#21: Wisdom Quotes Mar26


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#21: Wisdom Quotes

#21: Wisdom Quotes

Below are quotes that resonate, from Leo Tolstoy’s ‘A Calendar Of Wisdom’.      

If someone insults you then don’t attribute any significance to it, but treat it as something that is not worthy of your attention. 

But if you have let slip an offensive remark about someone else, don’t start negotiating with your conscience, saying: ‘I haven’t said anything much, just something petty; not worth worrying about.’ 

No, don’t do that; regard what you’ve said as something of the utmost importance, and don’t rest until you have succeeded in ensuring, through your own entreaties or the mediation of friends, that the person you have offended is totally reconciled. – The Talmud

He that cannot forgive others breaks the bridge over which he must pass himself, for every man hath need to be forgiven. – Herbert, Autobiography

A deep river does not get upset if someone throws a stone in it. A religious person who reacts angrily when someone insults him is not a river but a puddle. If you have been hurt by something someone has said, be understanding, so that, in forgiving others, you yourself can earn forgiveness. Let us not forget that we all return to the earth, and let us be humble. – Saadi, Gulistan

Wealth is like manure: it stinks when it is heaped up, but when it is scattered about the earth, it fertilizes it. – Tolstoy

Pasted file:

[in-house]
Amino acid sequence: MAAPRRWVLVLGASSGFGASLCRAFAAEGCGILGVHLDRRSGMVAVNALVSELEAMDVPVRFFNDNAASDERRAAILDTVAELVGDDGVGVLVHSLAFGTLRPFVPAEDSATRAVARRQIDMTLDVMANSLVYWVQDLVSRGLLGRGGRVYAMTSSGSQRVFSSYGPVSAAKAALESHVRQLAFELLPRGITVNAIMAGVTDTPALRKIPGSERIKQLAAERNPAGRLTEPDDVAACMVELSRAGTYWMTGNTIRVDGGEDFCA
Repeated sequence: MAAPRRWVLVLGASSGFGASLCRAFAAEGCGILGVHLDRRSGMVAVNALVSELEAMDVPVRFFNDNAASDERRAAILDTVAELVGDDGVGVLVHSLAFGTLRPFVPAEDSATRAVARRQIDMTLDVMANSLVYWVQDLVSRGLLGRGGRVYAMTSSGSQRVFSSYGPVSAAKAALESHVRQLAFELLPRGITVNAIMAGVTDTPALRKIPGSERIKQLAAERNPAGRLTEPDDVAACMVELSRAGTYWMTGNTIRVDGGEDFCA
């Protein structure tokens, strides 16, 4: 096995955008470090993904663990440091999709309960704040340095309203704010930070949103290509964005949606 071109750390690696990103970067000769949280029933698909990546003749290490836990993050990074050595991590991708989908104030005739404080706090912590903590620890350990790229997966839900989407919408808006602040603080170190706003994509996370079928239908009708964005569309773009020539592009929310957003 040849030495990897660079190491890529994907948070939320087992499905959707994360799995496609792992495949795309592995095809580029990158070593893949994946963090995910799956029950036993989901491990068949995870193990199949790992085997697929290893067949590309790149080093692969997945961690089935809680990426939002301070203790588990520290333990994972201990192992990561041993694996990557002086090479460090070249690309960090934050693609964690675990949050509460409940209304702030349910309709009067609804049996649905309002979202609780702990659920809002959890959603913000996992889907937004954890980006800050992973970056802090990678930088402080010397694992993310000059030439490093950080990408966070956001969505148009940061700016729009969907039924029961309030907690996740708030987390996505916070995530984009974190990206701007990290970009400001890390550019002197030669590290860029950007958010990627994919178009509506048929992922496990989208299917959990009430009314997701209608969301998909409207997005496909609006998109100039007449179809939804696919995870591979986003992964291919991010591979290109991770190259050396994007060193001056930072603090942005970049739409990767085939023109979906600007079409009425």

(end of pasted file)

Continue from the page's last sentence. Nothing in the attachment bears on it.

Only reason can liberate people. The more irrational someone’s life is, the less free it becomes. – Tolstoy

You ask how you can achieve freedom. For this to happen you need to learn to be able to distinguish between what is good and what is evil, and you have to do this for yourself and not simply repeat what everybody says. – Seneca, MLL

You can only say that someone is free when he lives the life that he chooses to live. A rational person always lives the life he chooses to because he only wants that which he knows he is able to obtain. And therefore only the rational person is free…

The sage Diogenes said: ‘Only those who are ready to die are truly free.’

He wrote to the Persian emperor: ‘You cannot turn truly free people into slaves, any than you can enslave a fish. Even if you put them into captivity, they will not become your slaves. And if they die in captivity under you, what would you have gained by putting them there?’ 

So there you have it: the words of a free man. Such a man knows that it means to be truly free. – Epictetus, Discourses

Freedom is achieved not by searching for it, but by searching for the truth. Freedom should not be an aim, but a consequence. – Tolstoy

Once, when Emerson was asserting his immortality, he was asked: ‘Well, what happens when the world comes to an end?’ He replied: ‘I have no need of the world in order not to die.’ – Tolstoy 

It seems that it is the shameless, the boastful, the sly, the abusive, the insolent and the idle who have it easy in this life; and that it is the meek, sensible, and selfless, those who are constantly looking for virtue, who find things difficult. But this only seems to be the case. The first kind of people are always worried, the second always at peace with themselves. – Buddhist wisdom